Systems perspectives of the exposome

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Published: 30 Jun 2016
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Dr Paolo Vineis - Imperial College, London, UK

Dr Vineis speaks with ecancertv at IARC 2016 about the exposome, changes in patient biology as a result of damage acquired through environment or behaviour rather than a transcriptional mutation.

He describes the efforts to investigate the impact of dietary, contamination and air pollution on global cancer incidence, given that an estimated 50% of cancers may be preventable.

 

 

IARC 50th Anniversary Conference

Systems perspectives of the exposome

Dr Paolo Vineis - Imperial College, London, UK


What is an exposome?

Yes, this word was coined years ago by Christopher Wild who is a director of IARC because he thought that a lot of effort had been put into the genome research, and of course we got a lot of knowledge from genome research, but he noticed and he raised the issue that it is likely that most cancers come from environmental exposures, not really from inherited changes in our DNA. So he said why don’t we put at least as many efforts and resources into the study of environmental exposures. So he developed this concept of the exposome.

What are the most important compounds of the exposome?

Well the idea is that with the current technologies you can look at virtually all exposures, which is probably not possible, frankly, but you can look at many more exposures than we usually consider, like smoking or irradiation. We have studied for years smoking and irradiation and asbestos but there is much more in the world that surrounds us and the environment. So the word exposome means that we should look at many more exposures, some of which are chemical exposures, others are microbiological exposures, and we can do that both refining measurements in the environment, for example with sensors, or by measuring things in our blood or in our tissues with omics technologies.

Which exposures should we focus on?

Now we are working on air pollution but there is much to do about diet, for example, because the tools that have been used so far were questionnaires about dietary habits. Now there are powerful approaches like metabolomics to look at metabolites in our blood or urine coming from dietary exposures. So we can answer with greater accuracy to some of the open questions – what are the dietary constituents that can increase the risk of cancer or protect us from cancer?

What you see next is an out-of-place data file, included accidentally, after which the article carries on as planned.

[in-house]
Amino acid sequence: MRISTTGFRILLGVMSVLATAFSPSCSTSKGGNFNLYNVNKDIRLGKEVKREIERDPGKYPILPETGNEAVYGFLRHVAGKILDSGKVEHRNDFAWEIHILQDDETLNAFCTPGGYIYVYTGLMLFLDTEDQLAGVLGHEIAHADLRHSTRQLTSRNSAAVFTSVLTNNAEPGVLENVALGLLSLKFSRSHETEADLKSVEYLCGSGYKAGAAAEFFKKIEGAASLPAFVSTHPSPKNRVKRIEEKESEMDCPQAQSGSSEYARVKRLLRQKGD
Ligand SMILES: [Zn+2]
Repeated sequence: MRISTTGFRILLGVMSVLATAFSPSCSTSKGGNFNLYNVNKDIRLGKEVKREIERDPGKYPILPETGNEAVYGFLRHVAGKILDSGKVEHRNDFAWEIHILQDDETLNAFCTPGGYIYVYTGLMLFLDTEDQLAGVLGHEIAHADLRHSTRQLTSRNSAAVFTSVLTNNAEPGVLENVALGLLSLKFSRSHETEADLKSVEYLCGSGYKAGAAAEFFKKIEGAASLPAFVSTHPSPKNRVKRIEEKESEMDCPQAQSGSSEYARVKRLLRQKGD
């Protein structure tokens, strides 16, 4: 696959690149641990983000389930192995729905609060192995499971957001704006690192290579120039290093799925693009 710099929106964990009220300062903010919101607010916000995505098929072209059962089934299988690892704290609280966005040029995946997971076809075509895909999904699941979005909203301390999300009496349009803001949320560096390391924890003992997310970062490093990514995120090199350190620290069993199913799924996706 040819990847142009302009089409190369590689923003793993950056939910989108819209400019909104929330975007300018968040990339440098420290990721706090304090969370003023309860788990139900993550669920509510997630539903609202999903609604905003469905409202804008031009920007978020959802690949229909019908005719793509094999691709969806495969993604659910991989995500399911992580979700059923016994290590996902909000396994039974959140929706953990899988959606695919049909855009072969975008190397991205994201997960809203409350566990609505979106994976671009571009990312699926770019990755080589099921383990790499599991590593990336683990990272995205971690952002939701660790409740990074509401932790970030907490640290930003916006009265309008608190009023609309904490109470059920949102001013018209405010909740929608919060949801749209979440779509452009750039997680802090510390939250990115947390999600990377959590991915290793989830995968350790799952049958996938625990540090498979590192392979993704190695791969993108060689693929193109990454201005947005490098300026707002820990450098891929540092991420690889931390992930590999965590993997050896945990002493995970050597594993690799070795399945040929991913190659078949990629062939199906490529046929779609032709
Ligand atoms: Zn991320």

What exposure components should we look out for in future?

There are several. I would say that we still know little about many environmental exposures coming from the thousands or tens of thousands of chemicals that are in the environment that are not tested usually for their potential toxicity. So I would consider environmental exposures as a priority and also diet is still important, including residues of pesticides and other chemicals.

What is your take-home message?

One take-home message is that cancer can be prevented. So doctors should be involved in the effort to educate their patients, for example, and relatives of patients, about what you can do in terms of primary prevention which is not simply avoid smoking, which is quite important, but there are several different things that can be done. As IARC has said several times, about 40-50% of cancers are preventable. And another quite important take-home message is that cancer is increasing in low income countries and middle income countries. This is dramatic because they do not have the resources to tackle the cancer epidemic. So this is again a very important reason to put efforts into prevention in those countries. Because IARC speaks to the world, it doesn’t speak only to developed countries.

What do you feel requires urgent attention?

The spread of smoking to developing countries, to low and middle income countries, and perhaps also the spread of a certain kind of Western dietary habits and obesity. So the Westernised food and obesity also require a lot of attention, the spread to low income countries.